Itaú BBA - The Brazilian curve flattens as BCB signals slower easing ahead

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The Brazilian curve flattens as BCB signals slower easing ahead

June 1, 2017

In DI futures, the Jan-18 widened 14bps to 9.39% and the Jan-25 went up 8bps to 11.04%.

With information available until 6:30pm Brasilia time


  • After the Copom, the Brazilian curve bear flattened (Jan19x25: -12bps). In DI futures, the Jan-18 widened 14bps to 9.39% and the Jan-25 went up 8bps to 11.04%. For the next Copom meeting (25-26 July), the curve implies roughly 67bps in rate cuts from 75bps as of Wednesday (May 31). 
  • In LatAm FX, currencies were mixed. The COP outperformed its regional peers, closing at 2,893.34/USD (+0.79%). The MXN is 0.13% weaker to 18.64/USD). The CLP (+0.06% to 672.17/USD) remained broadly stable. At last, the BRL depreciated 0.70% to 3.2499/USD. 

Macro Backdrop

  • Copom: no surprise for now, slower easing later. In the statement, the Committee assesses that data released since last meeting are consistent with a stabilization of the economy in the short run, followed by a gradual recovery during the year. The Copom reckons that prolonged, elevated, uncertainty on the reform process and on economic adjustment (which probably refers to fiscal policy) may have negative implications for economic activity. The committee stresses that the increase in uncertainty on the reform and adjustment process is the main risk to the forward looking scenario, with effects on the determinants of inflation that are not trivial to assess – but whose net impact is, judging from the overall tone of the document, probably inflationary in their view. Considering this baseline scenario, the balance of risks and other information, the committee decided to cut the Selic by 100bps, with a view towards affecting inflation in 2017 and, predominantly, 2018.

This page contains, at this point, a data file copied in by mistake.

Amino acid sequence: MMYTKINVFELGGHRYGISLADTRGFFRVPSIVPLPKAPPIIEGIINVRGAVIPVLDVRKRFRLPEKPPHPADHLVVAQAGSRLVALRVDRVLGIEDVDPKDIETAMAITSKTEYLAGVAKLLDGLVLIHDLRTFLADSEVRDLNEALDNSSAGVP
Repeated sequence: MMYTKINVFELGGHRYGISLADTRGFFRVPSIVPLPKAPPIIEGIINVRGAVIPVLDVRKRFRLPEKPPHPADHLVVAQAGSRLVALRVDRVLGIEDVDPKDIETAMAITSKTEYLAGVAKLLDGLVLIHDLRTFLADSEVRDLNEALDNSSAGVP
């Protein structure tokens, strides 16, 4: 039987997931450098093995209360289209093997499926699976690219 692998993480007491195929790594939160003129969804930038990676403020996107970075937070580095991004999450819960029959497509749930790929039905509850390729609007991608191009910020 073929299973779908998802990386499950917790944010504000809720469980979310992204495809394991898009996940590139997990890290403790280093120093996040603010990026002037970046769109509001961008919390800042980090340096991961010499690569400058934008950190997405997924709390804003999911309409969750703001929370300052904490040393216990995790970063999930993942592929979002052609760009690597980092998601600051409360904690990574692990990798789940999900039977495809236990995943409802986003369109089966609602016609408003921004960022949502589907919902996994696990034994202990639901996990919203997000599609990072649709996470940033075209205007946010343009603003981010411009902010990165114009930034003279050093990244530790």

• The text also repeats that the cycle’s extension will depend on estimates about the "structural interest rate" of the Brazilian economy, which will be reassessed by the Copom over time. The committee stresses that the recent increase in uncertainty about the reforms and adjustments hinders a faster reduction of estimates of the structural interest rate and turns this, too, more uncertain. Given the basic scenario and the current balance of risks, the Copom reckons that a “moderate reduction in the pace of easing”, which we read to mean a cut of 75bps, should be adequate in the next policy meeting, with the usual caveats that the actual decision will depend on a number of issues, including the behavior of economic activity, the balance of risks, possible reassessments of the overall magnitude of the cycle, inflation expectations and forecasts. We'll learn more about the reasoning behind the Copom decision with the release of the minutes on Tuesday (June 6). Full Report
  • GDP increases 1.0% in 1Q17. The figure came in line with our estimate and the median of market expectations (1.1% and 1.0%, respectively) and is the first quarterly gain after eight consecutive quarters of contraction in economic activity. Compared to 1Q16, GDP shrank 0.4%. Hence, the change accumulated over four quarters improved to -2.3% (from -3.6% in 4Q16). From the demand standpoint, domestic components showed weakness. Gross fixed capital formation retreated 1.6% qoq/sa, while household spending slid 0.1% qoq/sa. Hence, the quarterly result was positive mainly due to a substantial contribution from inventories and stronger net exports. On the supply side, agriculture climbed 13.4% and the industrial sector expanded 0.9% during the period, while the service sector was stable at the margin after eight consecutive quarters of declines.
  • Notwithstanding a robust gain in 1Q17, economic activity growth in 2Q17 should be lower, and we see risks of a negative figure. The main reason is the reversion of the two factors that contributed to the increase in GDP in 1Q17: agricultural GDP will likely provide a mildly negative contribution and the statistical carryover from industrial production will be negative as the indicator fell heavily in March. Additionally, coincident indicators suggest stagnated activity in April and May. Economic fundamentals are improving, particularly interest rates, paving the way for a broad-based recovery going forward. However, in order for the recovery to be solid, the reform agenda must continue to advance. In such context, heightened uncertainties recently regarding the approval of reforms may affect activity through two channels. Firstly, by making companies and consumers more cautious, weakening aggregate demand and increasing risks of another round of contraction. Secondly, by reducing the pace of monetary easing. Full Report